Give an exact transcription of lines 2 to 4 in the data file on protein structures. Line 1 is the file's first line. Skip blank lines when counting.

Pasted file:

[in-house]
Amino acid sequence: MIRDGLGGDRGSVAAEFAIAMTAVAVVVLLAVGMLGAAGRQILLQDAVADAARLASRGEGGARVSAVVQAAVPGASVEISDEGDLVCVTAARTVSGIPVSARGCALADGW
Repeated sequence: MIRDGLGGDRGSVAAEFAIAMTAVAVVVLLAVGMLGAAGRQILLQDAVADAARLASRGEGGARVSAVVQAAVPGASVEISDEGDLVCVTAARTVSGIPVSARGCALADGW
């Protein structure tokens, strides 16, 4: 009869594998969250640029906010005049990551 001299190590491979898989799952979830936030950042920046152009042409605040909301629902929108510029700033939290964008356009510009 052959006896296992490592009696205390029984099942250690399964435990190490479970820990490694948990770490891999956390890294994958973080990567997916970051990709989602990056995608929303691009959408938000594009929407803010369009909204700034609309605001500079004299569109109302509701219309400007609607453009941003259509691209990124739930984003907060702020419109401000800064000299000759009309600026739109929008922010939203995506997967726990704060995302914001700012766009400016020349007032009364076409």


Amino acid sequence: MIRDGLGGDRGSVAAEFAIAMTAVAVVVLLAVGMLGAAGRQILLQDAVADAARLASRGEGGARVSAVVQAAVPGASVEISDEGDLVCVTAARTVSGIPVSARGCALADGW
Repeated sequence: MIRDGLGGDRGSVAAEFAIAMTAVAVVVLLAVGMLGAAGRQILLQDAVADAARLASRGEGGARVSAVVQAAVPGASVEISDEGDLVCVTAARTVSGIPVSARGCALADGW
């Protein structure tokens, strides 16, 4: 009869594998969250640029906010005049990551 001299190590491979898989799952979830936030950042920046152009042409605040909301629902929108510029700033939290964008356009510009 052959006896296992490592009696205390029984099942250690399964435990190490479970820990490694948990770490891999956390890294994958973080990567997916970051990709989602990056995608929303691009959408938000594009929407803010369009909204700034609309605001500079004299569109109302509701219309400007609607453009941003259509691209990124739930984003907060702020419109401000800064000299000759009309600026739109929008922010939203995506997967726990704060995302914001700012766009400016020349007032009364076409």